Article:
November 28, 2018, by lzzeb
Mapping the Mississippi
A blog by Dr David Beckingham
This map consists of six original individual survey sheets of Louisiana, each measuring 16½ by 20 inches. They are a product of the United States Geographical Survey’s desire to produce a topographical atlas of the country, which it began in 1882. Described as being of ‘average public importance’, the ‘problem’ of the Mississippi basin and its tributaries was mapped at 1 to 62,500 scale (1 inch to approximately 1 mile). The overwhelming blueness of the map says that, unavoidably, the problem was water.
In the process of stitching the map together, detail for the top panels has been lost. From the legends for the bottom panels it seems the bulk of the surveying was done in 1890, and the maps were originally published in 1891 and 1892 editions. All of the panels are in fact from later reprints, the bottom three dating (left to right) from 1921, 1931 and 1934. It is unclear how they found their way to the east midlands, but the fact that the map is stamped ‘University College’ means it was before Nottingham was granted its full charter in 1948.
The mighty Mississippi flows east across the map, through what seems to be an empty, watery wilderness of blue-tinged marsh and swamp. Of course New Orleans stands out, its streets pushing north and east towards Lake Pontchartrain, which interestingly is a comparatively pale blank space. Like generations of Native Americans before them, the French who settled the area in the eighteenth century sought to exploit the area’s bayous to port goods across from the Mississippi to the lakeshore. By planting a city on such a low-lying land – the map marks the levees at just 10 feet above sea level – they committed New Orleans to a long war with water, its geographical advantage a near-daily source of danger. This became a devastating reality in 2005 when Hurricane Katrina’s storm surge overcame the city’s flood defences, subjecting the management of the system to intense scrutiny.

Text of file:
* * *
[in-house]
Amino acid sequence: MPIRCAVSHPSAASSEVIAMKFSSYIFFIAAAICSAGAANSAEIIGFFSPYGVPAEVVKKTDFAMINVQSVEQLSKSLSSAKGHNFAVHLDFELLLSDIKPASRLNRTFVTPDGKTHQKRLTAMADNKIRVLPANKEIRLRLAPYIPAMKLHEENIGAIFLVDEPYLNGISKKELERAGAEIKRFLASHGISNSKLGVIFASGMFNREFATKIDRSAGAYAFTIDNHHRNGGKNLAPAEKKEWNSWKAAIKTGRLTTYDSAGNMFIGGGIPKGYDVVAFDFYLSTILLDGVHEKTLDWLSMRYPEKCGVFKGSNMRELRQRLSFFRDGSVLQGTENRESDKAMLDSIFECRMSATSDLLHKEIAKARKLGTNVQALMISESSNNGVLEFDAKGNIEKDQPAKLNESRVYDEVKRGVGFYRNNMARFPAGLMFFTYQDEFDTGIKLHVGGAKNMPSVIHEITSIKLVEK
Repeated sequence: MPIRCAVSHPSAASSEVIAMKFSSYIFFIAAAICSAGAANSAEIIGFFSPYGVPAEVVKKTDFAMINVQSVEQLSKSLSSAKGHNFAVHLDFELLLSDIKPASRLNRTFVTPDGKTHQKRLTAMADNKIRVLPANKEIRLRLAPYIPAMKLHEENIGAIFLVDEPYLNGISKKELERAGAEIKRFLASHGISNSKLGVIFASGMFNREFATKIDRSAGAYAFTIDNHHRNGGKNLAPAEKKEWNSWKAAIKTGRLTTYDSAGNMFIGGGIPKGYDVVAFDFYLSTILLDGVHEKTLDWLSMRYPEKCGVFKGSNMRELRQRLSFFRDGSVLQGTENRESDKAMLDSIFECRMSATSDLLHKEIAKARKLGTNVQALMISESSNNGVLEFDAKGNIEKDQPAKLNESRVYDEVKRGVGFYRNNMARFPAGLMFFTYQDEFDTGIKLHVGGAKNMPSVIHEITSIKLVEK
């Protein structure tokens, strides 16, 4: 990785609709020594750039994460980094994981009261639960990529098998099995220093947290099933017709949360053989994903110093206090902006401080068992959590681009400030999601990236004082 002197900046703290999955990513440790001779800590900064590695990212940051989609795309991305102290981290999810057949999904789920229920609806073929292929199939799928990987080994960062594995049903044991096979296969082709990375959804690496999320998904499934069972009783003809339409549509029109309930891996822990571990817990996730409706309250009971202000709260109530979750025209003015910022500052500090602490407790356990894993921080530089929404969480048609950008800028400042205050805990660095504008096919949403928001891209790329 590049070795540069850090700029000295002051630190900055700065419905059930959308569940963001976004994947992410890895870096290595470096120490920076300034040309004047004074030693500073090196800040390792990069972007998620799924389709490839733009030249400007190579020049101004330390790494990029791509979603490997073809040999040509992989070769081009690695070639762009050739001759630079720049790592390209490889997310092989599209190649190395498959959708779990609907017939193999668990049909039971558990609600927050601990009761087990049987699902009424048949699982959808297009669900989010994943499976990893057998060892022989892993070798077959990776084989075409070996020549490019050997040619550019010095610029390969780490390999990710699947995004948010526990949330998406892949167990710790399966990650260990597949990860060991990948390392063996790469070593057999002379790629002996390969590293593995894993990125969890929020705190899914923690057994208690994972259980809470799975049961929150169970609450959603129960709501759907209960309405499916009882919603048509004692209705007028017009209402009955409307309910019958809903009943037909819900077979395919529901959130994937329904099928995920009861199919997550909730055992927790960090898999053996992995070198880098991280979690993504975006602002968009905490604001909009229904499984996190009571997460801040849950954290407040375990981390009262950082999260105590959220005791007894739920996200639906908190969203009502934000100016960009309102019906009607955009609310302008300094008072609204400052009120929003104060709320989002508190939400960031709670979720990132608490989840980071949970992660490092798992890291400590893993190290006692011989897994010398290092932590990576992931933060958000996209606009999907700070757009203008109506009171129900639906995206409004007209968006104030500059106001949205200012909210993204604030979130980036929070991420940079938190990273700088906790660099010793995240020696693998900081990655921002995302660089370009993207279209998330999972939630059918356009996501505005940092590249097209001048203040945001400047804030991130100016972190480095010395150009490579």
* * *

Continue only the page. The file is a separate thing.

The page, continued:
The Mississippi moved more than sediment, of course. Revolutionary technologies, steam ships and the railroad network that can be seen on the map, supported the economic activity of the antebellum South. Slavery was abolished in 1864, several decades before these maps, but the land systems of the plantations that ran west to Baton Rouge along River Road are nevertheless evoked by the straight tracks and channels the surveyors charted. But the labours of people, right across this landscape, are much more hidden.